It was a big weekend with Doug Keller at Sun and Moon, was kicked off with a deep dive into the sacred sacrum or ‘god bone’ as some call it.
So many new things to me, embarrassed to say that at first I thought he was talking about mutation to describe the tip or tilt of the sacrum, but in actuality he was talking about a nutation (the tailbone tips up and lower back arches) and counter-nutation (the tailbone tips down and lower back is in flexion).
We learned to scrub the sacrum – lying on our backs, knees bent and gently dragging the sacrum on the mat upward, feeling the flat portion of the sacrum.
Here’s why it’s important to understand the sacrum and how it works (especially if you are a runner) – it is a point of origin for many injuries (this is my definition, Doug Keller never explicitly said this). If your sacrum is locked and tight, then it causes problems in your hips, spine, knees… you get the drift.
Unlocking it is subtle, quite simply… do yoga. There are many poses that can be helpful in unlocking the sacrum, particularly back bends, cat/cow, twists, etc. But most importantly, draw your awareness to your sacrum by learning to scrub your sacrum and feel your sits bones.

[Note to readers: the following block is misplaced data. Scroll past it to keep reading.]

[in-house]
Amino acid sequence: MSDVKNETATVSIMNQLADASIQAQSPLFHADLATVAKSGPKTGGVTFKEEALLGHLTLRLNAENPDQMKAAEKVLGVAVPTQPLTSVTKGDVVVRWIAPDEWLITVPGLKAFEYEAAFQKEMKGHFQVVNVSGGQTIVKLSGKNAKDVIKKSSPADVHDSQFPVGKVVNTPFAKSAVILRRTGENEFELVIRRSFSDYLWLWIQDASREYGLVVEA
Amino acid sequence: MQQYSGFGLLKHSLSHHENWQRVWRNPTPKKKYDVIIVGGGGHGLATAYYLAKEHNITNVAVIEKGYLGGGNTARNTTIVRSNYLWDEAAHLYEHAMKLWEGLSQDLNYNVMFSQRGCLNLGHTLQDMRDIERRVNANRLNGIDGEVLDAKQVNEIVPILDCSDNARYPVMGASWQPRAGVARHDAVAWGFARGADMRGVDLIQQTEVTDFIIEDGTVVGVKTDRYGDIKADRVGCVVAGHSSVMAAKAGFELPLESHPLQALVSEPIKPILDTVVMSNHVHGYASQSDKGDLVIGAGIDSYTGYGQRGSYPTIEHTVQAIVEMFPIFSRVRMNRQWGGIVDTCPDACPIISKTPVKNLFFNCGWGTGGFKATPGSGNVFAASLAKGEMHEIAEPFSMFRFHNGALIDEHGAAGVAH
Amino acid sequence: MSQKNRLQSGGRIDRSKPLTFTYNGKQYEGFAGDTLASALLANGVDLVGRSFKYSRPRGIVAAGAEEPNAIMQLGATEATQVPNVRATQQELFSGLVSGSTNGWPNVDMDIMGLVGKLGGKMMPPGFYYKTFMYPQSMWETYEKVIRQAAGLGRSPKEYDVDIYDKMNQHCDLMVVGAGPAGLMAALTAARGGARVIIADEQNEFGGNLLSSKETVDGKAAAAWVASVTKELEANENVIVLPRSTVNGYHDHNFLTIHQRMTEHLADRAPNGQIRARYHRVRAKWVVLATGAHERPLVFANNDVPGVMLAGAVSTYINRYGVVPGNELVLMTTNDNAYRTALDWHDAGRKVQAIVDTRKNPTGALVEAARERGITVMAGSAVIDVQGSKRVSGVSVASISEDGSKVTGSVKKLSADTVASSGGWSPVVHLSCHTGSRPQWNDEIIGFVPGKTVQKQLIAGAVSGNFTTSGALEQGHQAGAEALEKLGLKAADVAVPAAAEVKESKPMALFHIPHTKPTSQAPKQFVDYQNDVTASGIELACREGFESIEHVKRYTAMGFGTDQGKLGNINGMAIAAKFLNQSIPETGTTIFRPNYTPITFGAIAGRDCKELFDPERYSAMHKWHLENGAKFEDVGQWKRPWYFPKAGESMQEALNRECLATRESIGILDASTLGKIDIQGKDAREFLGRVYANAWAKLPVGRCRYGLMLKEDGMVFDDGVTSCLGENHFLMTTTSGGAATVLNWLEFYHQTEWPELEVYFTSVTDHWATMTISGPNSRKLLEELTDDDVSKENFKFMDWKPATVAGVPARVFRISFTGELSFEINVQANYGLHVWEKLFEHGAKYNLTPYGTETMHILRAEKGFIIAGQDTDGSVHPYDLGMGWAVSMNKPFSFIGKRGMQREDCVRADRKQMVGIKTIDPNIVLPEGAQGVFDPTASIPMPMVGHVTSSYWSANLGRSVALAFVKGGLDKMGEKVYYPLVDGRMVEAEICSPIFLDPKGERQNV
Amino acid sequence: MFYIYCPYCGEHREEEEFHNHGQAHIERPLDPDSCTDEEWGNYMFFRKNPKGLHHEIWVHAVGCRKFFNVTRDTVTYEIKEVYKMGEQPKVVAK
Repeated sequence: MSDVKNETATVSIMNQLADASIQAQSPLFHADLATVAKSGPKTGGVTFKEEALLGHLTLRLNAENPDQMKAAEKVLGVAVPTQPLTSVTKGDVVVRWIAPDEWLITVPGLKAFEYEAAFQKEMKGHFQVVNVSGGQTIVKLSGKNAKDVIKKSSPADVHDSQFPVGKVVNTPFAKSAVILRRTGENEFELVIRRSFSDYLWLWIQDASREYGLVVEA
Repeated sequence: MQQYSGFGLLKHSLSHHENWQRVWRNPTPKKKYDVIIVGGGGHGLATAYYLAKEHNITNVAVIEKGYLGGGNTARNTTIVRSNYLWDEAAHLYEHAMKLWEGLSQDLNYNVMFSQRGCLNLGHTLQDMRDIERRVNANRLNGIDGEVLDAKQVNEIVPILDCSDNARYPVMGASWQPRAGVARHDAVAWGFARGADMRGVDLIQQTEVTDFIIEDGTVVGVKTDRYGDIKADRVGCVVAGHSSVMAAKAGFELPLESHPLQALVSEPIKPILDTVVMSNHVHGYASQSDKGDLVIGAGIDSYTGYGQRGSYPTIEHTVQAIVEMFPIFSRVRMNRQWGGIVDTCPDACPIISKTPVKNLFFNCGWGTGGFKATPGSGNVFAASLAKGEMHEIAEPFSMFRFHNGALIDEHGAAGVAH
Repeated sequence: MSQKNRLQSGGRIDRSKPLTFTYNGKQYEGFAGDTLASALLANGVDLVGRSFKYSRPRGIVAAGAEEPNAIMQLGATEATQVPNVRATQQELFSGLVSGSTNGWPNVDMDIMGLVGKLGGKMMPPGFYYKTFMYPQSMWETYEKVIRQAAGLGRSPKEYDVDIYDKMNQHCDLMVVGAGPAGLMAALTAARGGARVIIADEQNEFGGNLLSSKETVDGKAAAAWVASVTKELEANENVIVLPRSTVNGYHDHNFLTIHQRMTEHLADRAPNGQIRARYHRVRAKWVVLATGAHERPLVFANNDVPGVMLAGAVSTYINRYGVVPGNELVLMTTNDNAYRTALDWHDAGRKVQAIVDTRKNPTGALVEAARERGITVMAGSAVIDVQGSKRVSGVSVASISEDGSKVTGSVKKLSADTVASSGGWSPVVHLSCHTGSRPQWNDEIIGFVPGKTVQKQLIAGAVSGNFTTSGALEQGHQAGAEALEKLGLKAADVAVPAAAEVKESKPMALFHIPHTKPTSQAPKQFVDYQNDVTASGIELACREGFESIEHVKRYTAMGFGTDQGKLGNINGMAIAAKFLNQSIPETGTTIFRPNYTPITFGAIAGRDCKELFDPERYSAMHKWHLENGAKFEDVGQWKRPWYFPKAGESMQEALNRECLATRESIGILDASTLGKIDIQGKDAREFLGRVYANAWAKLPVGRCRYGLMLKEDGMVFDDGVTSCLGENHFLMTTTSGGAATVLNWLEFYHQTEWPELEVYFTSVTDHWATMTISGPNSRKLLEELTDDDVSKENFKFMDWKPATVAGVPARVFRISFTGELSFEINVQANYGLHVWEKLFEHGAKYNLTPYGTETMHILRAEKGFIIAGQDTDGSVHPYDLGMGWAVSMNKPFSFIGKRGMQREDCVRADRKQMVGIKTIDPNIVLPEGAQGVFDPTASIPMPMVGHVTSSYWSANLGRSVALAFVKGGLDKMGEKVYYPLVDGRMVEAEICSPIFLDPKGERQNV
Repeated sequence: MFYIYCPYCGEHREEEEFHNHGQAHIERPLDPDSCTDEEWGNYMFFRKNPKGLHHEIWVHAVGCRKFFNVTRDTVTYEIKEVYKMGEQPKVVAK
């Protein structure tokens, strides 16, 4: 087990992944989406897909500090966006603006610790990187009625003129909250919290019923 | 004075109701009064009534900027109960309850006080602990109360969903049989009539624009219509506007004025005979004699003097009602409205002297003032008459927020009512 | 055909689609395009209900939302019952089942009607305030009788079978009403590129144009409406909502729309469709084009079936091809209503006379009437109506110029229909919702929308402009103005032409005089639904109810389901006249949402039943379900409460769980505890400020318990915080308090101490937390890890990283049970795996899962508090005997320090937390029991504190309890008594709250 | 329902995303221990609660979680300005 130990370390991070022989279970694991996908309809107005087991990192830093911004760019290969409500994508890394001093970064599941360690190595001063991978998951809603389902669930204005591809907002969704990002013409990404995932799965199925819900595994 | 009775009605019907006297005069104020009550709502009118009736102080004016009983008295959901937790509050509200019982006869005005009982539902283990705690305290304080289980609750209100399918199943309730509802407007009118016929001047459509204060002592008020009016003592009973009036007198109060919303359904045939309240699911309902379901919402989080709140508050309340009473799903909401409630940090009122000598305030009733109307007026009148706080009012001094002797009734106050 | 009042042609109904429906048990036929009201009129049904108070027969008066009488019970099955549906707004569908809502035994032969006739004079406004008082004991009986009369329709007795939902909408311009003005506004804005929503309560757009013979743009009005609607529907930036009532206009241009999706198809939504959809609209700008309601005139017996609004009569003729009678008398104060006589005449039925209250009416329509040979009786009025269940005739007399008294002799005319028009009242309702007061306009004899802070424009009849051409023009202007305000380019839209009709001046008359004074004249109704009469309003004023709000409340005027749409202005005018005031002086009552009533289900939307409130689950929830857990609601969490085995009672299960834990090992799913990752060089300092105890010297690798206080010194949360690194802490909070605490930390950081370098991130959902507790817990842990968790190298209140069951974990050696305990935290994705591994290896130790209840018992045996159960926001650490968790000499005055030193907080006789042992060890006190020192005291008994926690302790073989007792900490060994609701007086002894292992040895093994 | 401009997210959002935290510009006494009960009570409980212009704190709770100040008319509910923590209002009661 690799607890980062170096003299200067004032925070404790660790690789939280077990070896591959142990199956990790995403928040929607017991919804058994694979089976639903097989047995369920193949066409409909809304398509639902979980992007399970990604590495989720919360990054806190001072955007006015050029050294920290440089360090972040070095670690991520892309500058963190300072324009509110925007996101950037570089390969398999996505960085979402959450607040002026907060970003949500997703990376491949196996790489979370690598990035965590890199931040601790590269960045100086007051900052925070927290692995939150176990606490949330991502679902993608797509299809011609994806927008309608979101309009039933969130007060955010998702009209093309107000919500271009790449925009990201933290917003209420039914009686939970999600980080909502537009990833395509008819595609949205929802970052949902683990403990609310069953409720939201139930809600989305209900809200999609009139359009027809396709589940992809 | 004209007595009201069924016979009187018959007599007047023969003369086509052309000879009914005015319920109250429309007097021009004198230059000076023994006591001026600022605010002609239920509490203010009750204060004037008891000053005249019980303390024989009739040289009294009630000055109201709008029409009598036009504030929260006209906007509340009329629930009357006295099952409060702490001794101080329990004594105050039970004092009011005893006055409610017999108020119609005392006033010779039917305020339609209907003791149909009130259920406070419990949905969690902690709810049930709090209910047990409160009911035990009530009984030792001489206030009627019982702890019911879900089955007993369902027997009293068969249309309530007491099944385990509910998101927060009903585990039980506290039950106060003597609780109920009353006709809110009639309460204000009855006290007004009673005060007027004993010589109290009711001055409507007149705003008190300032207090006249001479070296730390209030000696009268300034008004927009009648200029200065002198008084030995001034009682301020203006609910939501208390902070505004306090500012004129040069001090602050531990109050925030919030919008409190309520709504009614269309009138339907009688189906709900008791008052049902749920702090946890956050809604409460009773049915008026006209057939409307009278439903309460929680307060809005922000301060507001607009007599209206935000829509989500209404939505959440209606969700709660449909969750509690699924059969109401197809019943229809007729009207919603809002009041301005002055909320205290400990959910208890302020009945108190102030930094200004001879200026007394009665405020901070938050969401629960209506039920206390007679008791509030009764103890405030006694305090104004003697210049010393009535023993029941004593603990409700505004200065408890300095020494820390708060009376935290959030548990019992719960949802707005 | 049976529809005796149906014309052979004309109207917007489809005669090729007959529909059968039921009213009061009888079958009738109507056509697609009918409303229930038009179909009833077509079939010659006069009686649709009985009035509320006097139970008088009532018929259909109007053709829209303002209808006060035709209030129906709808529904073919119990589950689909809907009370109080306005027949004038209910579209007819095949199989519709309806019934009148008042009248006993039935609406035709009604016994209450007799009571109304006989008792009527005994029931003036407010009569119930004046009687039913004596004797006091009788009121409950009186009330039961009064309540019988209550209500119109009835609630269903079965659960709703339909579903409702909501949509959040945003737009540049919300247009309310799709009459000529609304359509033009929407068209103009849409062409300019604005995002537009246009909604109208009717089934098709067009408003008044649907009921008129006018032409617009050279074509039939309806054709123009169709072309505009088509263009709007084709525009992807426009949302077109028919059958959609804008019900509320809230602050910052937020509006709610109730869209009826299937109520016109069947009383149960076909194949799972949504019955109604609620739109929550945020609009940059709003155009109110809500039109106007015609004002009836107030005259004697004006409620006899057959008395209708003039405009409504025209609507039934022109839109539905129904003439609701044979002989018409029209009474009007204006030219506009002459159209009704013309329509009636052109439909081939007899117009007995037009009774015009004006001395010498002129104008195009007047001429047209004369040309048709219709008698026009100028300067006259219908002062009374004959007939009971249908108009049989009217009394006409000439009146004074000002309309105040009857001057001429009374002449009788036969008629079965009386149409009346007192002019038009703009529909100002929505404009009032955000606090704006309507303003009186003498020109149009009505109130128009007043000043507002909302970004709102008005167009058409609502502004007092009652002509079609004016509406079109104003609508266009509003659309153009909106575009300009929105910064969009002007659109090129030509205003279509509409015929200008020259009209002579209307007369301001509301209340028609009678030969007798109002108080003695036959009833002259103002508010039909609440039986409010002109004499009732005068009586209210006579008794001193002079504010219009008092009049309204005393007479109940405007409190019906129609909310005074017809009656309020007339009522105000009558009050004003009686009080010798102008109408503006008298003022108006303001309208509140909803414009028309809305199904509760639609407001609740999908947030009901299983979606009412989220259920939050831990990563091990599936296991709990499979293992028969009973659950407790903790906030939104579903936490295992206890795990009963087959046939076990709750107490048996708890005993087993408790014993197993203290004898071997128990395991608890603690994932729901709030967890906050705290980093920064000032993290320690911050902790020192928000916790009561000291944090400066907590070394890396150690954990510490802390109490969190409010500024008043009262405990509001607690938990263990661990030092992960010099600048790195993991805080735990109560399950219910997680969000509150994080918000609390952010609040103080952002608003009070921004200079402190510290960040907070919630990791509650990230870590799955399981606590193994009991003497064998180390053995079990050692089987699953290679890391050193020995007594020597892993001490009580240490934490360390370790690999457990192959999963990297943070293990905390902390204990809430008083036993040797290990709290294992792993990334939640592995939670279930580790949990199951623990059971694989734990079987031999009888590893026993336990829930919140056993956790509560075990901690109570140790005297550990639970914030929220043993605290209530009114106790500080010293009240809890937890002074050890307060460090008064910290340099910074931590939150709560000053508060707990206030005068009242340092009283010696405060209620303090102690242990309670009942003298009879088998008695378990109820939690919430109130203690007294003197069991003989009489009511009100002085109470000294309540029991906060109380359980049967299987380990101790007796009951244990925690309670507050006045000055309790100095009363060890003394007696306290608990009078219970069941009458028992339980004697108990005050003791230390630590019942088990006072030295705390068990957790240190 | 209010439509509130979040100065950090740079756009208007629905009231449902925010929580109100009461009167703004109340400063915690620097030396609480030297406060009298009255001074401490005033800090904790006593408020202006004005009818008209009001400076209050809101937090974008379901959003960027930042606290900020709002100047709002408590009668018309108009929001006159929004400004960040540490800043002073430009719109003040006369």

Keller described the sits bones as the little feet in your lower glutes that you feel when you sit up very straight. Movement can help keep the fascia or connective tissue surrounding the sacrum “juicy” (technical term). If it’s juicy, then it can freely move within your pelvis and therefore protect you from injury.
Many running injuries are linked to a chain reaction throughout the body and the key is to find the origin of the injury rather than solely addressing the symptoms. Pay attention to the sacrum and surrounding tissue, fascia or connective tissue throughout the body, and the IT band. While most runners are familiar and aware of the importance of caring for the fascia and IT band, it’s important to include the sacrum for pre-hab and re-hab as well.
Jai Doug Keller!
OM. OM. OM.